Sixty-one prospects have been identified as qualified to decide the capital case against Tsarnaev, Assistant U. S. Attorney William Weinreb announced at a federal appeals court hearing before a three-judge panel. The attorneys plan to pick 12 jurors and six alternates from a pool of 70.
U.S. District Judge George O'Toole has turned down three previous defense requests to move the trial. He is convinced he can find enough impartial jurors among the 1,373 people who filled out lengthy questionnaires.
To prevail at the appeals court level, the defense will have to convince two of the three judges that extraordinary circumstances are creating a hardship that is likely to cause irreparable harm. Judith Mizner, appellate chief of the federal public defender's office, suggested that the real harm might be a loss of faith in the judicial system.
Jury selection began on January 5, and has lasted far longer than anyone expected
. Court also has been closed on six days by snowstorms.
The brief hearing on arguments on the change of venue issue interrupted the morning's session of jury selection. It will be the 18th day. So far, 219 people have been questioned closely about their opinions about Tsarnaev's guilt, their feelings about the death penalty and whether they or anyone they knew was directly affected by the bombing and deadly police shootout a few days later.
The defense says it is impossible to overcome the bias against Tsarnaev in Boston. Mizner pointed to construction crews working outside the courthouse who have raised "Boston Strong" banners and painted the rallying slogan on the sides of cement mixers.
"This attack is viewed as an attack on the marathon itself and an attack on the city of Boston," Mizner said. She cited juror responses such as these:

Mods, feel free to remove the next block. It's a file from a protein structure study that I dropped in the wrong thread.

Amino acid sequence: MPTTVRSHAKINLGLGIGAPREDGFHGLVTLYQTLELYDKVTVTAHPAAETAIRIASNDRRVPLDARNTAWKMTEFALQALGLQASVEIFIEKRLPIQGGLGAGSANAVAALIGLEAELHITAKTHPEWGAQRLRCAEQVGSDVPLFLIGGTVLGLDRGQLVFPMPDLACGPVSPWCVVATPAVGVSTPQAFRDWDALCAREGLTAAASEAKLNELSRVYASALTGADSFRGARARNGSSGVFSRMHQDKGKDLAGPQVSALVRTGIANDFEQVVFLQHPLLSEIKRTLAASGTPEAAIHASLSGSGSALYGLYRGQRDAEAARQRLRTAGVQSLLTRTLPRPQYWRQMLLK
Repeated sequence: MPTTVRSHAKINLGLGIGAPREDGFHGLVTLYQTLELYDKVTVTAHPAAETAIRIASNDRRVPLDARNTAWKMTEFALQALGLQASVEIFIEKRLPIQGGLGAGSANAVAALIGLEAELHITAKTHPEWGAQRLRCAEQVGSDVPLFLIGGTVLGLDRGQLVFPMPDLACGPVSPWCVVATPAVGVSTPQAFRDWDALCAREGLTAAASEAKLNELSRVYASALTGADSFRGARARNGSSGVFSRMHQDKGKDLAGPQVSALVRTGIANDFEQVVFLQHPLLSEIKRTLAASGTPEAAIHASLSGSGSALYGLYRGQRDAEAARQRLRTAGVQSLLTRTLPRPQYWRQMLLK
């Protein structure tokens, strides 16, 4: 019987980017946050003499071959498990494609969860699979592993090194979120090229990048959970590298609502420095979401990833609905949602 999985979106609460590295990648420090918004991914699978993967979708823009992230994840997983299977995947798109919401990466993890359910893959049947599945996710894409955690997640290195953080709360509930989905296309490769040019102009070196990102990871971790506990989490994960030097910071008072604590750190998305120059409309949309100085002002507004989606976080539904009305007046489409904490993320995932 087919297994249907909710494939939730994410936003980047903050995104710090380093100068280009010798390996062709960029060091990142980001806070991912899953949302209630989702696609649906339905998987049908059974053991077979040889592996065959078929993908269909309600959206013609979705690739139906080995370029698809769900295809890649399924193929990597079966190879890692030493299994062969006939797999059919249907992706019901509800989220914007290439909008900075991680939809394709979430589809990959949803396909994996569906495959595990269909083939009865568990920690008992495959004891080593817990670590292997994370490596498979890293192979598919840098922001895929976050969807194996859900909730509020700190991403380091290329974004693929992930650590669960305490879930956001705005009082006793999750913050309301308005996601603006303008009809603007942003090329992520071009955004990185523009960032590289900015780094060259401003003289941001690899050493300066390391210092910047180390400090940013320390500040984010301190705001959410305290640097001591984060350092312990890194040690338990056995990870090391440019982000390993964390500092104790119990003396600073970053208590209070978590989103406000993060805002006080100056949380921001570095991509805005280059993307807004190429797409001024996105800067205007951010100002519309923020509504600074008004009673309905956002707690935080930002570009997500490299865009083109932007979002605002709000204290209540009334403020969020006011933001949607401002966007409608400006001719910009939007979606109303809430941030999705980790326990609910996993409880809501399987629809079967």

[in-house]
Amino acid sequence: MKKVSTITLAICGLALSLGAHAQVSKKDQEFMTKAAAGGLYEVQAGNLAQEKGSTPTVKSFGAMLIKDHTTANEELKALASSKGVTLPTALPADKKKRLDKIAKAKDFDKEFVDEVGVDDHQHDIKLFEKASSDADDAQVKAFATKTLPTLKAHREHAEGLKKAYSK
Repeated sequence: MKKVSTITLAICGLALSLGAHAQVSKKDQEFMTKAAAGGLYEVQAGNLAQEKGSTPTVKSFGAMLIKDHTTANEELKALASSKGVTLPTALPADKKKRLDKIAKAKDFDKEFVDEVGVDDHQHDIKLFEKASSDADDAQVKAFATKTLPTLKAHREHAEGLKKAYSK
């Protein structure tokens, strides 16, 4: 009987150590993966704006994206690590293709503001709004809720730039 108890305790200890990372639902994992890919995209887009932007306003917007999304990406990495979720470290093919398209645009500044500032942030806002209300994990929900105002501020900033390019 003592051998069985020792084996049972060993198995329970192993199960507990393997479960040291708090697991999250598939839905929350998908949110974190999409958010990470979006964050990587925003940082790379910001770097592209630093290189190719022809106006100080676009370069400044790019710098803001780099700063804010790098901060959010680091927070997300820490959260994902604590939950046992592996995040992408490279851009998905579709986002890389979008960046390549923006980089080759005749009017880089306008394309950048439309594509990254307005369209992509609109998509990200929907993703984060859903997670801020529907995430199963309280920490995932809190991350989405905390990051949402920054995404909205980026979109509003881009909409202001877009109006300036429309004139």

• "Why waste time on a trial because this guy is guilty."
• "We should skip the trial and go right to the sentencing."
• "For this case, I think a public execution would be appropriate, particularly by a mom of a victim at the finish line."
But prosecutors countered that painstaking individual questioning of jurors is successfully identifying people who promise to keep an open mind and decide the case based on the evidence they hear in court.
The defense asserts that the trial should be moved because 98% of the people who filled out questionnaires either believe Tsarnaev is guilty, have a connection to the marathon or know someone who was a victim's relative, a first responder or on the staff of the hospitals that treated more than 260 maimed or injured people.
Three people, including an 8-year-old boy, died on April 15, 2013, when two pressure cooker bombs went off, just moments apart, near the marathon finish line. An MIT police officer was ambushed and shot to death days later as Tsarneav and his older brother, Tamerlan, allegedly tried to escape capture by police. Tamerlan died in the gunfight.
The three-judge appeals court said it will rule later on the venue issue.
Meanwhile, jury selection is continuing, with just nine more to be found before each side exercises 23 challenges, dismissing individual jurors without having to explain why. Those left standing will likely end up on the jury of a three- to four-month trial that could be wrenching and gruesome at times.